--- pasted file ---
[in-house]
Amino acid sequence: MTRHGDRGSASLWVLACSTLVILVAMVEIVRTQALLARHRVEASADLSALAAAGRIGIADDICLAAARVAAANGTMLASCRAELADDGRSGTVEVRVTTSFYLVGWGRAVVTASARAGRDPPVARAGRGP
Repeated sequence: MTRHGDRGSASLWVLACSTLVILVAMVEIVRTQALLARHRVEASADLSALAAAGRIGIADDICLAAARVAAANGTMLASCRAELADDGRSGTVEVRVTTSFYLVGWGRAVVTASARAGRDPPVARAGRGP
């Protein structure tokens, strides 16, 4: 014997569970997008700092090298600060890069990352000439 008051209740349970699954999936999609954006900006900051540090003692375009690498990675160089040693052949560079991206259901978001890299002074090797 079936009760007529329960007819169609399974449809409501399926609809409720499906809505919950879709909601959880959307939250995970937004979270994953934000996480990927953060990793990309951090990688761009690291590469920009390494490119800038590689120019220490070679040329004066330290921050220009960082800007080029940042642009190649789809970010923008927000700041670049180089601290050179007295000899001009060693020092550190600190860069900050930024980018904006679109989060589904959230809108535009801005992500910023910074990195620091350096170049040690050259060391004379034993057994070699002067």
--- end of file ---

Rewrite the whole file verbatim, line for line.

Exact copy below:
[in-house]
Amino acid sequence: MTRHGDRGSASLWVLACSTLVILVAMVEIVRTQALLARHRVEASADLSALAAAGRIGIADDICLAAARVAAANGTMLASCRAELADDGRSGTVEVRVTTSFYLVGWGRAVVTASARAGRDPPVARAGRGP
Repeated sequence: MTRHGDRGSASLWVLACSTLVILVAMVEIVRTQALLARHRVEASADLSALAAAGRIGIADDICLAAARVAAANGTMLASCRAELADDGRSGTVEVRVTTSFYLVGWGRAVVTASARAGRDPPVARAGRGP
């Protein structure tokens, strides 16, 4: 014997569970997008700092090298600060890069990352000439 008051209740349970699954999936999609954006900006900051540090003692375009690498990675160089040693052949560079991206259901978001890299002074090797 079936009760007529329960007819169609399974449809409501399926609809409720499906809505919950879709909601959880959307939250995970937004979270994953934000996480990927953060990793990309951090990688761009690291590469920009390494490119800038590689120019220490070679040329004066330290921050220009960082800007080029940042642009190649789809970010923008927000700041670049180089601290050179007295000899001009060693020092550190600190860069900050930024980018904006679109989060589904959230809108535009801005992500910023910074990195620091350096170049040690050259060391004379034993057994070699002067």